The synchronous condenser can be considered a “shock absorber” for dealing with grid disturbances. Left unattended, these disturbances can compromise grid stability. Thus, synchronous condensing technology serves as a kind of insurance policy that can be used when needed.

The key benefits can be summarised as follows:

  • Synchronous condensers provide dynamic MVARs that boost voltage stability.
  • Synchronous condensers Increase the short-circuit level at the point-of-connection to the grid.
  • GT-based synchronous condensers can provide MW support (power generation mode) to supplement renewable power generation.
  • Synchronous condensers do not require changes to the GT or generator core hardware power train, leveraging the reliable designs used in the genset fleet.
  • LSPT and GG are based on low-friction roller and ball bearings to reduce parasitic auxiliary loads.
  • No fuel is consumed during synchronous condenser mode as the fuel supply to the GG is shut down.
  • Switching between power generation and synchronous condenser modes does not require the generator to be re-synchronised to the grid.

Table 1 compares the capabilities of the APR Energy GT-based synchronous condenser with a conventional synchronous condenser, while Table 2 shows start-up times for the APR Energy GT-based synchronous condenser.



The increase in MVARs upon switching the APR Energy GT-based mobile genset from power generation to synchronous condenser mode depends on the working power factor of the generator during power generation. Tables 3 and 4 show reactive power in both power generation and synchronous condenser modes, for 0.8 and 0.9 power factor values.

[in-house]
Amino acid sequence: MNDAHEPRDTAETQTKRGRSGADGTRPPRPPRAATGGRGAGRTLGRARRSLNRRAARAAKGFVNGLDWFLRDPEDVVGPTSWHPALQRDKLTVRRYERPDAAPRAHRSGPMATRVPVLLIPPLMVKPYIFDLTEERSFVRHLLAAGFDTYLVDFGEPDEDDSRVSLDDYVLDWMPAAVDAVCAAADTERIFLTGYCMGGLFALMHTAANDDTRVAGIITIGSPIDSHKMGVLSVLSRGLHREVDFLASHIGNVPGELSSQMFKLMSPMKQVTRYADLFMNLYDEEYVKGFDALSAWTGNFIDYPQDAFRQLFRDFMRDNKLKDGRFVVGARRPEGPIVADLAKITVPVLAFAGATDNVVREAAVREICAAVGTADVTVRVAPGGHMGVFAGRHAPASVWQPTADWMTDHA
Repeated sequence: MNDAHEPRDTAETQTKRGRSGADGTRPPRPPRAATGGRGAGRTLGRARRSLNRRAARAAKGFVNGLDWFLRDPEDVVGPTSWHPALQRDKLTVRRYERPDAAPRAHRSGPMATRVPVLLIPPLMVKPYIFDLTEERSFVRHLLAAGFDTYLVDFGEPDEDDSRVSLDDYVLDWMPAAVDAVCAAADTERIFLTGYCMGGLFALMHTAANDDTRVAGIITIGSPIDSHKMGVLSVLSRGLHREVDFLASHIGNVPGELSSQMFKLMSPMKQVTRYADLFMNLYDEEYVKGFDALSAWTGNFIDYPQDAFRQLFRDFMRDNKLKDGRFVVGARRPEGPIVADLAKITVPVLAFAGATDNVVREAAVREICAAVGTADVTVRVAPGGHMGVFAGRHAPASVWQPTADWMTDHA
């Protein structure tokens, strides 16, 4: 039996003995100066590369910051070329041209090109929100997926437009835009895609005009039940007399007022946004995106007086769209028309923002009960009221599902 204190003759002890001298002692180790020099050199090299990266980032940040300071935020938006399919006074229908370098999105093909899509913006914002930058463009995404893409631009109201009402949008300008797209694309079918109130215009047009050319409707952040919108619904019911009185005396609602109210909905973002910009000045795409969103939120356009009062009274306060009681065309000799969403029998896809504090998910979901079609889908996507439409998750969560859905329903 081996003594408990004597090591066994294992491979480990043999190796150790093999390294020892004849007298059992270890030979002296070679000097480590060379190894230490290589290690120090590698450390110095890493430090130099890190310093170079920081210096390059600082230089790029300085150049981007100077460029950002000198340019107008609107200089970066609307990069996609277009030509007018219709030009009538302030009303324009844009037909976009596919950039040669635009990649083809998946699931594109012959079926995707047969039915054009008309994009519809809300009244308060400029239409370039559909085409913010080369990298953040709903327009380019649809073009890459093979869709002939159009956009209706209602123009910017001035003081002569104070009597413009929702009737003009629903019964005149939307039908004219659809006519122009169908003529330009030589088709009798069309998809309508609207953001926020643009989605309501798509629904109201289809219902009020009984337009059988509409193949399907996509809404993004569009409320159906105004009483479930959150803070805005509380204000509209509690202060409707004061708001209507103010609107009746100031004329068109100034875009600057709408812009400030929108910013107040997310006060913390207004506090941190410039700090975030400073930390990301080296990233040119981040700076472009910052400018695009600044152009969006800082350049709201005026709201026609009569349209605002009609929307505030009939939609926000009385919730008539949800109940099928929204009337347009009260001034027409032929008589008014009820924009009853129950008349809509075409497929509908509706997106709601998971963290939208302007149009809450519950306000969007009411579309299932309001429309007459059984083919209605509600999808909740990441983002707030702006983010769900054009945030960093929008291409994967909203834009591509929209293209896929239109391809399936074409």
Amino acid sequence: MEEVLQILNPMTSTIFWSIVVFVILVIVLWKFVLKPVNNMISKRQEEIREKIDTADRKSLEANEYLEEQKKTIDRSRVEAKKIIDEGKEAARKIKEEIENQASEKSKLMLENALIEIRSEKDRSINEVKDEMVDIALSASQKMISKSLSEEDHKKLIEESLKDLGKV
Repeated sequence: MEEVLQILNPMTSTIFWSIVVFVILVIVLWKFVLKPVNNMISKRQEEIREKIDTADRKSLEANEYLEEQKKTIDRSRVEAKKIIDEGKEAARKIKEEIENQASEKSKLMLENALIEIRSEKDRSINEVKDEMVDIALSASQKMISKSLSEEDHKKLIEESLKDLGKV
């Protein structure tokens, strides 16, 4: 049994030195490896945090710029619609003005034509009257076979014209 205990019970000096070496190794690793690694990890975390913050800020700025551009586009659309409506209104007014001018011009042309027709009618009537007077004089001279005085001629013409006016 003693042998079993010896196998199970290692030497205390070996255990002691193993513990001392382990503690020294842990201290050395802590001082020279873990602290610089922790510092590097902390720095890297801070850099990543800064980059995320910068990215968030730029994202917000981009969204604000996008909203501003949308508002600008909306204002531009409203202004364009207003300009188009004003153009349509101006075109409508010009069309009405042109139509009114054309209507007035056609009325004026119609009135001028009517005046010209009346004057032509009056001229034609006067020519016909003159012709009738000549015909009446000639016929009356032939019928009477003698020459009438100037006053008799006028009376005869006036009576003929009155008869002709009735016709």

APR Energy uses various types of aeroderivative gas turbine gensets. Two examples are considered here and are referred to as Model 1 and Model 2, the difference being in the MVA ratings.

Table 3 shows the potential increase in reactive power output obtained upon conversion of the Model 1 turbine genset to synchronous condenser mode at 0.9 pf and 0.8 pf, while Table 4 shows the same data for the Model 2 gas turbine genset.

AC generators are typically run at 0.9 power factor. As can be seen, an increase of about 60% in reactive power capability can be obtained upon switching from power generation mode to synchronous condensing mode.

Technologies compared

Reactive power compensation options vary in terms of complexity, efficiency, and cost.

Table 5 compares various technologies. The synchronous condenser derived from an existing synchronous generator modified to operate in both power generation and synchronous condenser modes of course entails significantly less cost than a stand-alone synchronous condenser.